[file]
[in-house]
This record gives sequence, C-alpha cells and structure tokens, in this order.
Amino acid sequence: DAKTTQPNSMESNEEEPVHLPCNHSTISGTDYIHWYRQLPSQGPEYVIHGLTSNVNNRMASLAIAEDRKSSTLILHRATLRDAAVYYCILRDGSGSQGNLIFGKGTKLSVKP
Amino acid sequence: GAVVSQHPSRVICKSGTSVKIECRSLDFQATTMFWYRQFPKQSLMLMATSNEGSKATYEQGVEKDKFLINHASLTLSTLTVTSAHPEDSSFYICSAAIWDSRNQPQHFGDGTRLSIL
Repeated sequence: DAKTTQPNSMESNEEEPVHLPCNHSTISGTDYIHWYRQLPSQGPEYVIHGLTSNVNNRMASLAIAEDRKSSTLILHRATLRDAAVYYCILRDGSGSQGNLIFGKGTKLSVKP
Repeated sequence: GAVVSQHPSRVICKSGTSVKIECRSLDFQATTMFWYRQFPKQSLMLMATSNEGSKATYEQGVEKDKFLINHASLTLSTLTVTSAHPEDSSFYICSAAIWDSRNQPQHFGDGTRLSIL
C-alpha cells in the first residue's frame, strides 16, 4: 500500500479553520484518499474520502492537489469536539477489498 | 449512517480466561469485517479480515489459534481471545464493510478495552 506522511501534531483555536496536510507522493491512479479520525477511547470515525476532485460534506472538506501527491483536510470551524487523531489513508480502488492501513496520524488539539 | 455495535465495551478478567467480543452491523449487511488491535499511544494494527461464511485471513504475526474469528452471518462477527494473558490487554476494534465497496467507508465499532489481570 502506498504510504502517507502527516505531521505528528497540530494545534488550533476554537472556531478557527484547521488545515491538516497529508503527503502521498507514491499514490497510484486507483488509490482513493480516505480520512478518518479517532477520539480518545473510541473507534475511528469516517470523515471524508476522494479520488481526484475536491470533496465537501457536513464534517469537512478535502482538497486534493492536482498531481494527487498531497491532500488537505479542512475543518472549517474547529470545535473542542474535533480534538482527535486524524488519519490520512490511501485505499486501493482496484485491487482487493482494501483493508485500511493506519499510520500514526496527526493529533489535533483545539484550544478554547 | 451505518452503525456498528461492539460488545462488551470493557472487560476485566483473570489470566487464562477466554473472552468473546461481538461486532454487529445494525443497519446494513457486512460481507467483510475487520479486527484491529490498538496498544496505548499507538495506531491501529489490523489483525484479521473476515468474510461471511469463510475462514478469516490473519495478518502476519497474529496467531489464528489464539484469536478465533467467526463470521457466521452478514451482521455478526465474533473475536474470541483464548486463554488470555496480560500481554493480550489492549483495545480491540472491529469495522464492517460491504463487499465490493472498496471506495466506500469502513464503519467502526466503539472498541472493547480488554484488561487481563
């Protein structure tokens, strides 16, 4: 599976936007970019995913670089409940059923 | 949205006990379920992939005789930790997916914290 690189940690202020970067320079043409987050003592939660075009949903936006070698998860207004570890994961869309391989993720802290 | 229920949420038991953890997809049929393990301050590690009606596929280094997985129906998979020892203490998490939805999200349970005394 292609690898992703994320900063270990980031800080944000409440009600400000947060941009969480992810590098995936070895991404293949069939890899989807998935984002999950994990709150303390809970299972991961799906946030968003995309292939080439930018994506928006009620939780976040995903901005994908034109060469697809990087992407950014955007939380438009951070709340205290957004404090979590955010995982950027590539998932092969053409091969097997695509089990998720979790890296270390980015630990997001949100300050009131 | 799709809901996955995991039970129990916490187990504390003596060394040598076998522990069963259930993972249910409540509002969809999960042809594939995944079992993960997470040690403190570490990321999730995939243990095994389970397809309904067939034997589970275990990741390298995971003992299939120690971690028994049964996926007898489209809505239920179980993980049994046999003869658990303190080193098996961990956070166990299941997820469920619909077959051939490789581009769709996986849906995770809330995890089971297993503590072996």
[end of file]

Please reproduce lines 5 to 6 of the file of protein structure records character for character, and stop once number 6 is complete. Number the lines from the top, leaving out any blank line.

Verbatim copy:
Repeated sequence: DAKTTQPNSMESNEEEPVHLPCNHSTISGTDYIHWYRQLPSQGPEYVIHGLTSNVNNRMASLAIAEDRKSSTLILHRATLRDAAVYYCILRDGSGSQGNLIFGKGTKLSVKP
Repeated sequence: GAVVSQHPSRVICKSGTSVKIECRSLDFQATTMFWYRQFPKQSLMLMATSNEGSKATYEQGVEKDKFLINHASLTLSTLTVTSAHPEDSSFYICSAAIWDSRNQPQHFGDGTRLSIL